Bonito flakes can be eaten as it is, or used in various dishes as an add-on, topping, and ingredient.

You can find bonito flakes as add-on and topping in takoyaki, okonomiyaki, monjayaki, etc.

But one main use of bonito flakes used in Japanese dishes is to make dashi (Japanese broth/soup stock).

Bonito Flakes for Dashi (Japanase-style Broth)

Dashi, the traditional Japanese stock, is an indispensable part in Japanese cuisine because of its flavor enhancing action and hence sometimes referred to as ‘the heart of Japanese cuisine’.

It is is a basic Japanese stock or broth which can be made from various ingredients.

Dashi is used to add flavor to not only soup but also to Japanese salad and simmered dishes in Japan.
Dashi is a common ingredient of many Japanese recipes, such as boiled dishes, noodles, and soups.

The three most popular ingredients used in making dashi are shiitake mushrooms, kombu kelp, and katsuobushi or dried bonito flakes.
These each contain a large quantity of umami substances: shiitake containing guanylic acid, katsuobushi inosinic acid, and kombu glutamic acid.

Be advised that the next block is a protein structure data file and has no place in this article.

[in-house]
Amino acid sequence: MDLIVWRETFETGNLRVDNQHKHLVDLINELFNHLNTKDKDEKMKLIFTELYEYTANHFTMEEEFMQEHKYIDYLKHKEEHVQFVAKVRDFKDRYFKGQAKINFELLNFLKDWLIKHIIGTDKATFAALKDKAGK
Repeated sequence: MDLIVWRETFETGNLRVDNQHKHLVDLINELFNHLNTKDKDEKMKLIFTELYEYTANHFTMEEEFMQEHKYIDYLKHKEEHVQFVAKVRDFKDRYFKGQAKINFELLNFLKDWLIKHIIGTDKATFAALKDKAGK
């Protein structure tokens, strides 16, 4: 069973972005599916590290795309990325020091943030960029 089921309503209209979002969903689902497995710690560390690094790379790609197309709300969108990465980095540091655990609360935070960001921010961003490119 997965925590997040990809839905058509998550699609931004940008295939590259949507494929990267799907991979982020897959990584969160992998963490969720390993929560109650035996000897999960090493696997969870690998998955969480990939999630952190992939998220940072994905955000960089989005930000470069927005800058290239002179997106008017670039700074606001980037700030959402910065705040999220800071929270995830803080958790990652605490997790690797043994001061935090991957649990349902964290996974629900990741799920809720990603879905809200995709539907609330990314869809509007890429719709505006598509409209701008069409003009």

In this article about bonito flakes, we will tell you the recipe of Japanese main bonito-flakes-dish, that is bonito broth or katsuo dashi.

Here is the recipe to make bonito broth (katsuo dashi), a Japanese-style broth made by bonito flakes.

Katsuo Dashi

The katsuo dashi is a dashi made with katsuobushi.
It is characterized by its refined taste and rich aroma, and it's an all-purpose dashi that brings out the taste of any ingredients.

This dashi doesn't need much time to soak in the water like other ingredients, so you would be able to make it quickly when you want to eat miso soup.

The flavor of katsuo dashi will be improved by combining it with the vegetable-based kombu dashi.

Ingedients for4 servings
Cooking Time20 minutes
Katsuo Dashi


1 litre
30 grams

 How to Make

Put water in a pot and turn on the heat, then turn off the heat when it's boiling.
Put katsuobushi in the boiled water and wait 1 to 2 minutes.
Drain the katsuobushi with cloth, kitchen paper, or strainer.
Then, your katsuo dashi is completed!

When making dashi, kombu kelp which is high in glutamic acid, is often added to bonito dashi to everage the umami synergy effect.

Applying this principle, using bonito flakes which is rich with nosinic acid along with cheese, mushroom or tomato, or other foods which have high glutamic acid, also leverages the "Umami".